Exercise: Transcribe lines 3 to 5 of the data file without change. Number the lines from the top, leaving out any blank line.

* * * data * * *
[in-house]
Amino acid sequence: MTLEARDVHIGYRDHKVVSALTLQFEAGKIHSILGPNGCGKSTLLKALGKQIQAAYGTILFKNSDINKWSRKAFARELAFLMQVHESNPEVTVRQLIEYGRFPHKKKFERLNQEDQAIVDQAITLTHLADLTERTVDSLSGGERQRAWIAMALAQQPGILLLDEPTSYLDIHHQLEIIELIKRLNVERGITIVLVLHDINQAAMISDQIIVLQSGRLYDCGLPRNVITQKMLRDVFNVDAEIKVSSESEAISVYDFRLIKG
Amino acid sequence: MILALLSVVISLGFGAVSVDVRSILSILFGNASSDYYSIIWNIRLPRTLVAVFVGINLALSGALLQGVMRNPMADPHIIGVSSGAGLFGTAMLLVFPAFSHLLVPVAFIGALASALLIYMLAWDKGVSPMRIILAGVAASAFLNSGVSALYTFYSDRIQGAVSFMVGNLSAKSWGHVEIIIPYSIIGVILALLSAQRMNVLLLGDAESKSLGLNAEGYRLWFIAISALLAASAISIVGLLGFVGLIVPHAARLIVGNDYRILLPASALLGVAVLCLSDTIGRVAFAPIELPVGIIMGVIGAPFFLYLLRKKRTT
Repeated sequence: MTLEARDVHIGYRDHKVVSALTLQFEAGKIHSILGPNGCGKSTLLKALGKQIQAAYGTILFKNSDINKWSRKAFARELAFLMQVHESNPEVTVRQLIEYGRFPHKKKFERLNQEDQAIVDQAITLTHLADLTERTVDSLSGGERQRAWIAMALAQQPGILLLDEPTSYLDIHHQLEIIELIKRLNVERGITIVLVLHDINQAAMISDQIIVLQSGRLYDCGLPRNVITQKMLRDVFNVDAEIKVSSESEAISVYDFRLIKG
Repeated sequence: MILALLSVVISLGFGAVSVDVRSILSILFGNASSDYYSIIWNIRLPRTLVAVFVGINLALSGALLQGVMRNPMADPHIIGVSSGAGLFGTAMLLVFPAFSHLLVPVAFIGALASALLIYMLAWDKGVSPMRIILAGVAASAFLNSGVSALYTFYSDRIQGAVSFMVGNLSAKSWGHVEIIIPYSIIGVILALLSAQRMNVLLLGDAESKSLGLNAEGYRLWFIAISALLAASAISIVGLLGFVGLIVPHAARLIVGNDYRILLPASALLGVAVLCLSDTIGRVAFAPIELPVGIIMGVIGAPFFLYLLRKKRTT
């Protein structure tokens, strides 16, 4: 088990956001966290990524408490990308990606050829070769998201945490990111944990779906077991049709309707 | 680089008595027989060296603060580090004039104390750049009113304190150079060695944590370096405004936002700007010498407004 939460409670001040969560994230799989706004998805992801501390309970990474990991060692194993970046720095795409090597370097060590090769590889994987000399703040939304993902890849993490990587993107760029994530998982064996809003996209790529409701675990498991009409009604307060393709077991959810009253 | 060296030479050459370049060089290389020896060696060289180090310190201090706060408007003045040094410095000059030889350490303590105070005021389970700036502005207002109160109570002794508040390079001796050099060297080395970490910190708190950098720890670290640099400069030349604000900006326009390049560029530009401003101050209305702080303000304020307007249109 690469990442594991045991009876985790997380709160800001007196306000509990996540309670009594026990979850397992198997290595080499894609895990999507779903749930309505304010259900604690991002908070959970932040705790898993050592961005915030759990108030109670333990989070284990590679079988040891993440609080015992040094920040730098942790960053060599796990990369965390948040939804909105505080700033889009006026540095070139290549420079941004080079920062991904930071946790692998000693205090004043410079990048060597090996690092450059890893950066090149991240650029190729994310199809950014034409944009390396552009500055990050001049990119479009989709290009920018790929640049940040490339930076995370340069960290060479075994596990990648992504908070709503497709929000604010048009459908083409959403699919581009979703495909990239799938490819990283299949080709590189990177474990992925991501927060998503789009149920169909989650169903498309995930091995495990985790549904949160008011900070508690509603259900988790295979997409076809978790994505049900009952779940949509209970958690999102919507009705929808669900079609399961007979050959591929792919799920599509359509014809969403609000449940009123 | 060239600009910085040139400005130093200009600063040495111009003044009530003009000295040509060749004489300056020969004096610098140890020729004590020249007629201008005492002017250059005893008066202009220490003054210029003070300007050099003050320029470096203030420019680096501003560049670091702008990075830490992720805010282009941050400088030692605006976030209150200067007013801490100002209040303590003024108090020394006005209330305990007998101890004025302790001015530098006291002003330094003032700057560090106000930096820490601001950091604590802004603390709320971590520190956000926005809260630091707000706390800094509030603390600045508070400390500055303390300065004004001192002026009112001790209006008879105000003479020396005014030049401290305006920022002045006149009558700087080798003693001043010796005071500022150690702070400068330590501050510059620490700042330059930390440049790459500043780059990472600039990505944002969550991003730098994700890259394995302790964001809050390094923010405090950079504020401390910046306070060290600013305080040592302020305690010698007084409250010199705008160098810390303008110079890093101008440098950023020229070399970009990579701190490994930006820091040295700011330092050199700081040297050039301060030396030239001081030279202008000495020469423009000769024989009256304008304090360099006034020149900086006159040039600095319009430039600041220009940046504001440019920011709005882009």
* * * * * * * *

Amino acid sequence: MILALLSVVISLGFGAVSVDVRSILSILFGNASSDYYSIIWNIRLPRTLVAVFVGINLALSGALLQGVMRNPMADPHIIGVSSGAGLFGTAMLLVFPAFSHLLVPVAFIGALASALLIYMLAWDKGVSPMRIILAGVAASAFLNSGVSALYTFYSDRIQGAVSFMVGNLSAKSWGHVEIIIPYSIIGVILALLSAQRMNVLLLGDAESKSLGLNAEGYRLWFIAISALLAASAISIVGLLGFVGLIVPHAARLIVGNDYRILLPASALLGVAVLCLSDTIGRVAFAPIELPVGIIMGVIGAPFFLYLLRKKRTT
Repeated sequence: MTLEARDVHIGYRDHKVVSALTLQFEAGKIHSILGPNGCGKSTLLKALGKQIQAAYGTILFKNSDINKWSRKAFARELAFLMQVHESNPEVTVRQLIEYGRFPHKKKFERLNQEDQAIVDQAITLTHLADLTERTVDSLSGGERQRAWIAMALAQQPGILLLDEPTSYLDIHHQLEIIELIKRLNVERGITIVLVLHDINQAAMISDQIIVLQSGRLYDCGLPRNVITQKMLRDVFNVDAEIKVSSESEAISVYDFRLIKG
Repeated sequence: MILALLSVVISLGFGAVSVDVRSILSILFGNASSDYYSIIWNIRLPRTLVAVFVGINLALSGALLQGVMRNPMADPHIIGVSSGAGLFGTAMLLVFPAFSHLLVPVAFIGALASALLIYMLAWDKGVSPMRIILAGVAASAFLNSGVSALYTFYSDRIQGAVSFMVGNLSAKSWGHVEIIIPYSIIGVILALLSAQRMNVLLLGDAESKSLGLNAEGYRLWFIAISALLAASAISIVGLLGFVGLIVPHAARLIVGNDYRILLPASALLGVAVLCLSDTIGRVAFAPIELPVGIIMGVIGAPFFLYLLRKKRTT